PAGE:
An Ohio hospital trains liberal arts college students as community health workers. After the first year, patients enrolled in the program had a 26% reduction of ED use and 51% reduction in hospital readmissions.
When I was working as an RN, I had a unit director who used to say, "There's three sides to every story—her side, his side, and what really happened, which is usually someplace in the middle."
She applied that concept to mediating employee squabbles, but the idea relates to patients, too. It could be said there are three sides to every admission (and readmission)—what's observed in the inpatient setting, what the patient says, and what's really going on in the patient's home.
AlexSandra Davis, RN, BSN
AlexSandra Davis, RN, BSN, recently experienced this when a patient was referred to Wooster (OH) Community Hospital's Community Care Network, a program that trains and uses college students as community health workers. Both the patient and her case manager said she was safe to go home, but when Davis, who is manager of the Community Care Network, got to the woman's residence she saw the third side of the story.
"I got in the home and she didn't have her medication, she didn't have her breathing treatments, she didn't have a nebulizer, she didn't have a glucometer to check her blood sugar," says Davis. "But when you asked her if she was OK to go home, she'd say, 'I'm fine to go home.'"
If left unchecked, those issues could have led to a hospital readmission. Wooster's Community Care Network, a partnership between the hospital and The College of Wooster, was launched in 2013 to prevent situations like this.
The Beginnings of an Idea
"I was interested in doing some things with transition of care and really looking at readmissions and patients bouncing back to either readmission or to the ED," says former Wooster CNO Loraine Frank-Lightfoot, RN, DNP. "We already had a good readmission rate, but this was something that could reach even more people and make more of a difference."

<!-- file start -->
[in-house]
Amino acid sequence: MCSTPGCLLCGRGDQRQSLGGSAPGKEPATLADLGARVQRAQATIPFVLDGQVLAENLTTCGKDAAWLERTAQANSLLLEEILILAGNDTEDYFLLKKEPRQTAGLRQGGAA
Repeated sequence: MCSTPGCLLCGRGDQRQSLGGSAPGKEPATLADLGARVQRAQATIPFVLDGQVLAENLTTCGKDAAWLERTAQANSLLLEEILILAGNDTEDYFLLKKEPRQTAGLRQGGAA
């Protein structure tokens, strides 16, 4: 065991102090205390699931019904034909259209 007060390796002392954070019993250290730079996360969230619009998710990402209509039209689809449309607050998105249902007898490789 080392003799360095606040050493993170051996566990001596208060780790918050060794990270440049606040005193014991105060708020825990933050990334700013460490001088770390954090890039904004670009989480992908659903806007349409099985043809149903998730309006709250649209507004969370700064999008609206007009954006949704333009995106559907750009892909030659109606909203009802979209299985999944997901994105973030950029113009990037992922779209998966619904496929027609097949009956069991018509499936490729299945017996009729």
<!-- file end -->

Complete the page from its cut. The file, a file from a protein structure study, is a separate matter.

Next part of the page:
Frank-Lightfoot, now CNO at Parkview Regional Medical Center and Affiliates in Ft. Wayne, IN, knew that as manager of Wooster's home health and private duty divisions, Davis had done some preliminary work with the organization's cardiologists to prevent readmissions among heart failure patients. She had also heard about how Barry Bittman, MD, was using college students as community health workers in Meadville, Pa.
"We went and saw what he was doing there… and said, 'You know we think that's something we could really implement at Wooster,'" Says Frank-Lightfoot. So Davis reached out to the college to talk about collaborating on a similar program to train Wooster students as health coaches.
"I met with the dean of the program that they have there for exponential learning. We talked about this program and Barry Bittman's concept and what we were going to be doing," Davis told me. "At that time we really didn't have a good understanding of exactly how we were going to pull this off."
Developing the Curriculum
Davis and her counterpart from the college, Carol Sedgwick, worked with Bittman and his staff to develop what is now Wooster's Community Health Network. Sedgwick oversaw specifics on the college's end such as course registration logistics while Davis developed the course's clinical components.
Loraine Frank-Lightfoot, RN, DNP